Nevertheless, Dumbing Us Down was eye opening to many people and its lessons were just the beginning.  About a decade later, Gatto’s Magnum Opus hit bookseller’s shelves.  The Underground History of American Education pulled no punches and spelled out exactly what had gone wrong.  In between these two books, many parents were left wondering how to fix the problem, and especially, what to do about their own children.  Gatto himself advocated homeschooling, and specifically unschooling, which was definitely seen as a fringe activity akin to living on a commune.  Nowadays, things are different–not completely, but enough that unschoolers are not looked at like they are essentially truants.  Gatto, in his various works, advocated that children want to learn and will do so if left to themselves.  While I am not in complete agreement with that statement, there’s no doubt that kids are curious and will learn.  Where I disagree is with leaving children completely to themselves!  (It is a rare thing for people to rise above trouble, but a normal occurrence for folks to be pulled down. Children, being children, need good guidance–but can do without smothering, which I am too often guilty of doing!)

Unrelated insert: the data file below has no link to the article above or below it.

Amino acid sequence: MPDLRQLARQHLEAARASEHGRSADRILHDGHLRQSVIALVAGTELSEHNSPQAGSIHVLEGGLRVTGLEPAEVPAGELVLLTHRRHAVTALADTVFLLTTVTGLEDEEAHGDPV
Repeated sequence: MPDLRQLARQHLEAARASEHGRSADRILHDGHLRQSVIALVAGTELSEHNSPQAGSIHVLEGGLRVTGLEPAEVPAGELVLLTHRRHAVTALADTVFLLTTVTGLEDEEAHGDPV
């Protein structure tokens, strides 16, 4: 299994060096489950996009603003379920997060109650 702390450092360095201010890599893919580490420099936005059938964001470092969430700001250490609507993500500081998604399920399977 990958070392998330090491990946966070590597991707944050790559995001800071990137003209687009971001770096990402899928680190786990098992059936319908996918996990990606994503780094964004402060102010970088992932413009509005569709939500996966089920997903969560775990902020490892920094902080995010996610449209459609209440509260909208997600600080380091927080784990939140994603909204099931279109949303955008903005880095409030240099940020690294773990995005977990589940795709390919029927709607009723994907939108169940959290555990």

What I love about Gatto’s writings are how they make me think, and think deeply!  As I said in the opening of this tribute, he asked tough questions.  Those questions are the kind meant to stimulate deep thinking rather than flippant answers.  Take for instance the questions, which originated with the German philosopher Kant, Gatto asks in Chapter 8 of Weapons of Mass Instruction:

  • What can I know?
  • What may I hope?
  • What ought I to do?
  • What is Man?

While I’m not a fan of Kant, there is no doubt that these questions are intriguing.  In fact, Rosalie Slater, one of the ladies credited with founding the Principle Approach–which some might say is a direct opposite of the unschooling approach to homeschooling–postulated similar questions when contrasting the pagan vs. the Christian idea of man and government.  In Miss Slater’s mind, everything came down to government–who or what was in charge of pretty much whatever, be it a person, a home, a school, a church, or a nation.  Elizabeth Youmans, who penned the Noah Plan History and Geography Curriculum Guide for FACE, put the questions this way: